“It’s guidance to the rest of government and the rest of their companies and to their people, that this is what we want to be the best in class at, and therefore you should organize your activities, whether they’re legal or illegal, to achieve that,” John Demers, assistant attorney general for the the National Security Division at the Justice Department, said in recent testimony before the Senate Judiciary Committee.
He said the recent legal cases against China show the country is aggressively trying to steal technology directly related to its stated goals.
Justice Department Charges Chinese Hackers In Bid To Curtail Cyber-Theft
“We don’t begrudge them their efforts to develop technologically, but you cannot use theft as a means to develop yourself technologically, and that’s what they’re doing in a number of areas,” said Demers.
This battle has been been going on for years and is heating up again, according to U.S. officials and analysts. It’s playing out across a broad landscape that involves most every tech industry. [FULL STORY]
Voice of America
Date: December 11, 2018
NEW YORK — A senior U.S. intelligence official said on Tuesday that Chinese cyber activity in the United States had risen in recent months, targeting critical infrastructure in what may be attempts to lay the groundwork for future disruptive attacks.
“You worry they are prepositioning against critical infrastructure and trying to be able to do the types of disruptive operations that would be the most concern,” National Security Agency official Rob Joyce said at a Wall Street Journal cybersecurity conference.
Joyce, a former White House cyber adviser for President Donald Trump, did not elaborate. A spokeswoman for the NSA said Joyce was referring to digital attacks against the U.S. energy, financial, transportation and healthcare sectors.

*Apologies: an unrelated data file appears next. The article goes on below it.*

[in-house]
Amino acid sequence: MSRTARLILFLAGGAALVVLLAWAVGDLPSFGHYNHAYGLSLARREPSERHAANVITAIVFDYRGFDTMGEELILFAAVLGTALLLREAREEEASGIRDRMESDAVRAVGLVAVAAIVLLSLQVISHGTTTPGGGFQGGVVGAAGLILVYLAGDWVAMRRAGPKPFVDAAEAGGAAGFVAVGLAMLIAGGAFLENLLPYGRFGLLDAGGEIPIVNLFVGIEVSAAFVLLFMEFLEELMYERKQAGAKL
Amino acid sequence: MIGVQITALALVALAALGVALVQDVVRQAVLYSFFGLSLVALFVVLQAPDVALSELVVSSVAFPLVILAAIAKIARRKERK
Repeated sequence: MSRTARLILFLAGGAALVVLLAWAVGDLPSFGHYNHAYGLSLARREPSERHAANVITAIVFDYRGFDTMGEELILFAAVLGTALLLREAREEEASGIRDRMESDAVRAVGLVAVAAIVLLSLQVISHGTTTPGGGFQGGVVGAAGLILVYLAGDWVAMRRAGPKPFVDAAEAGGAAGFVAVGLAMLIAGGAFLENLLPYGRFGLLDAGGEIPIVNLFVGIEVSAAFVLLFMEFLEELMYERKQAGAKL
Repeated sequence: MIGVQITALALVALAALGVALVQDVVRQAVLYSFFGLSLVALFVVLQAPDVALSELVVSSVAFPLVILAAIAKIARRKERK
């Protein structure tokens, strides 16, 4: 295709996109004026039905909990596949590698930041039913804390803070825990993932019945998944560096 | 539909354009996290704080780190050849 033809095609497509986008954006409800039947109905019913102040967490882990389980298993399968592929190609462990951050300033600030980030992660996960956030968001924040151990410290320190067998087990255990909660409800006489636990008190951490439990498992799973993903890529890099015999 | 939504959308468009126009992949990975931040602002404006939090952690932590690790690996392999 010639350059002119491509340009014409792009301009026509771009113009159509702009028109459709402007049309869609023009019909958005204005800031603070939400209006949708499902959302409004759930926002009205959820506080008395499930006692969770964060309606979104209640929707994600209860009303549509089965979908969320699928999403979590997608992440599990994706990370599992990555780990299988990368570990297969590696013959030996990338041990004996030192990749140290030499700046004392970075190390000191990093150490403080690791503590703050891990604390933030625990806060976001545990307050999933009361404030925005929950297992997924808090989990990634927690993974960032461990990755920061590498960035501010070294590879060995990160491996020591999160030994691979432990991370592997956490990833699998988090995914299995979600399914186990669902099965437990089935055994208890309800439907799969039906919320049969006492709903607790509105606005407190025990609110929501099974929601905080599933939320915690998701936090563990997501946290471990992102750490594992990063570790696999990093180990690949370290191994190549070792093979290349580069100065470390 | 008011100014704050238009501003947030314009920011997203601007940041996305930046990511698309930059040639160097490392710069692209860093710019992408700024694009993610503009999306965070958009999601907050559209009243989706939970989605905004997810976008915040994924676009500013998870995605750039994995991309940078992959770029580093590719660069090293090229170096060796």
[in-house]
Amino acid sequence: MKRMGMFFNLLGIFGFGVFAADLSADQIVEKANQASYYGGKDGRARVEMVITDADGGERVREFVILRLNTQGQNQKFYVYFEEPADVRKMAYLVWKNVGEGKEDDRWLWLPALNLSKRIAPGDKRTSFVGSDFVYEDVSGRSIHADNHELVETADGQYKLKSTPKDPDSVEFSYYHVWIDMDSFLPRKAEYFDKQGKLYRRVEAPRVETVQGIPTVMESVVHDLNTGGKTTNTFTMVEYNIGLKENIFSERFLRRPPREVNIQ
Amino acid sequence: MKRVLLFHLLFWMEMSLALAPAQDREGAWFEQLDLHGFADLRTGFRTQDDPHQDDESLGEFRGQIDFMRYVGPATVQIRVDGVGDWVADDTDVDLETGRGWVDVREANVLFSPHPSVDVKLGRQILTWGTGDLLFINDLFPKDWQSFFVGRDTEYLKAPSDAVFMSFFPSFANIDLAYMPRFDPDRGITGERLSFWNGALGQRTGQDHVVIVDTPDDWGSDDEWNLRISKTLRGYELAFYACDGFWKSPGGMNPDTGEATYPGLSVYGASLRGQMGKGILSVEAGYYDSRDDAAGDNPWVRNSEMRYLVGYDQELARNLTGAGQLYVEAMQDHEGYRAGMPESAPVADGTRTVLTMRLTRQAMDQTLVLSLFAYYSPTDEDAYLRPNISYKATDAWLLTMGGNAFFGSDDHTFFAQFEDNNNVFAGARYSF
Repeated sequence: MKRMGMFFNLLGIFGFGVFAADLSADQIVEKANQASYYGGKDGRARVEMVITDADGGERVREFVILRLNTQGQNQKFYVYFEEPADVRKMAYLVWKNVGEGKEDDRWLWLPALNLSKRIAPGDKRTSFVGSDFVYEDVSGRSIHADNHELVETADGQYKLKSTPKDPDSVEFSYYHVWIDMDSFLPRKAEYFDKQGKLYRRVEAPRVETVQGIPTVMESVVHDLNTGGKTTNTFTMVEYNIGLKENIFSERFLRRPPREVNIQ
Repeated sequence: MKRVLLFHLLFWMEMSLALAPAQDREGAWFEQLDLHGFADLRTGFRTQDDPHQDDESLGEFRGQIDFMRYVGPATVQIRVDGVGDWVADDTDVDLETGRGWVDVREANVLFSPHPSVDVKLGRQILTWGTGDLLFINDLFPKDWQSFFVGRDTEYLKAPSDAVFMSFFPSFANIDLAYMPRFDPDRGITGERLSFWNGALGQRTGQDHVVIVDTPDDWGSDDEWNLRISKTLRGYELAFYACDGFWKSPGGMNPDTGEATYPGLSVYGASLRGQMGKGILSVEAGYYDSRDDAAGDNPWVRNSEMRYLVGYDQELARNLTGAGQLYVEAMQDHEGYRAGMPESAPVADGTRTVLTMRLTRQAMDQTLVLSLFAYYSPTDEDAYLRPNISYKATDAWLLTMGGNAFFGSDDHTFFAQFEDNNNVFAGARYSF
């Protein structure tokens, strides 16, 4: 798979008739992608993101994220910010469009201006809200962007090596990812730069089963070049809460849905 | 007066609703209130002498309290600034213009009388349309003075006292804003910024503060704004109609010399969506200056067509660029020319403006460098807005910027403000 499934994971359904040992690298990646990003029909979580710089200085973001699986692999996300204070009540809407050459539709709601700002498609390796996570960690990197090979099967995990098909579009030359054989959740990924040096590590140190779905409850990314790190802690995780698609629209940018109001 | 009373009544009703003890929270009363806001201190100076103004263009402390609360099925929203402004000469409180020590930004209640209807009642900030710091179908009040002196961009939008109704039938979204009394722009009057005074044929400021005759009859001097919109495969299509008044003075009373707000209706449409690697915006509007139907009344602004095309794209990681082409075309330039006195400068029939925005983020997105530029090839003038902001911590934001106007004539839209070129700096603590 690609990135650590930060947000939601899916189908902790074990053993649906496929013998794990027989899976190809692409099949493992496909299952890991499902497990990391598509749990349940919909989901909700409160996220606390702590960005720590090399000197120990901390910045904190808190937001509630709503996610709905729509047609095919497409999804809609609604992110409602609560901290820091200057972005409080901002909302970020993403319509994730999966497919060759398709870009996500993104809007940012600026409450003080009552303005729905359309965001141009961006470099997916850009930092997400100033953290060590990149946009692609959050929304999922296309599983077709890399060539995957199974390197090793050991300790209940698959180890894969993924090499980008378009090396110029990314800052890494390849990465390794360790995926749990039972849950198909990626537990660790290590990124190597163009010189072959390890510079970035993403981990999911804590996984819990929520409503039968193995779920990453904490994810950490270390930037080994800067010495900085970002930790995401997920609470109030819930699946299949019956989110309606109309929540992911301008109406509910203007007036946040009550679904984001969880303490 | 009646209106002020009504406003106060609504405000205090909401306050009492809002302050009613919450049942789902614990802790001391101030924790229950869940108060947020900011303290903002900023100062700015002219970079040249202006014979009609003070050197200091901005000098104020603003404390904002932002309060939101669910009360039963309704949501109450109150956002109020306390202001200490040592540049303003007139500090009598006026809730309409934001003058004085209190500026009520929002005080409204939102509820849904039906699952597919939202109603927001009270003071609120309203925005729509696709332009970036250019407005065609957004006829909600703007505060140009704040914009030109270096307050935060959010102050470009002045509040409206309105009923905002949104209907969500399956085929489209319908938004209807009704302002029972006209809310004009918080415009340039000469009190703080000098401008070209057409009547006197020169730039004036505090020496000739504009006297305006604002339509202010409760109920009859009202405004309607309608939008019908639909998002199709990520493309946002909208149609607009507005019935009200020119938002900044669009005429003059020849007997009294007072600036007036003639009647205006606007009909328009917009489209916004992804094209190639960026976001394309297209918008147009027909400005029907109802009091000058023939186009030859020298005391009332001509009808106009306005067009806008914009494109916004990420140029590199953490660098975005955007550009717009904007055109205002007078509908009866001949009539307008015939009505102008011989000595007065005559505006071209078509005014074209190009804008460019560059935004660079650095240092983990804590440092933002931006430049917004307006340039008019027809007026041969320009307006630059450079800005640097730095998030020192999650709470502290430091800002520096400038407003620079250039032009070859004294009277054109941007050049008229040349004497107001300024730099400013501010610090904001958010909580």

The comments are notable because U.S. complaints about Chinese hacking have to date focused on espionage and intellectual property theft, not efforts to disrupt critical infrastructure.
China has repeatedly denied U.S. allegations it conducts cyber attacks. [FULL STORY]
TAIPEI (Taiwan News) — Linguists at the dark web intelligence firm Flashpoint say the
Mandarin Chinese version of the ransom message sent by the WannaCry malware program was the only one composed by native speakers, indicating that it may have been made in China, not North Korea as previously suspected by antivirus company Symantec.
Flashpoint’s linguists analyzed ransom notes generated by WannaCry in 28 languages from Bulgarian to Vietnamese, and found that all had been generated by Google Translate, with the exception of English and Simplified and Traditional Chinese. However, the English message had grammatical errors indicating it was written by a non-native English speaker.
The Chinese messages, on the other hand, were composed at a native level and differed substantially from the other notes (including the English version) in content, format, tone, and length.
There are a number telltale traits in the ransom note that correspond to a native Chinese speaker. The typo “帮组” (bangzu) instead of “帮助” (bangzhu) meaning “help,” indicates that it was written with a Chinese-language input system that possibly involved keying in the mainland Chinese romanization system Pinyin, as the typo appears to result from failing to input the letter “h.” [FULL STORY]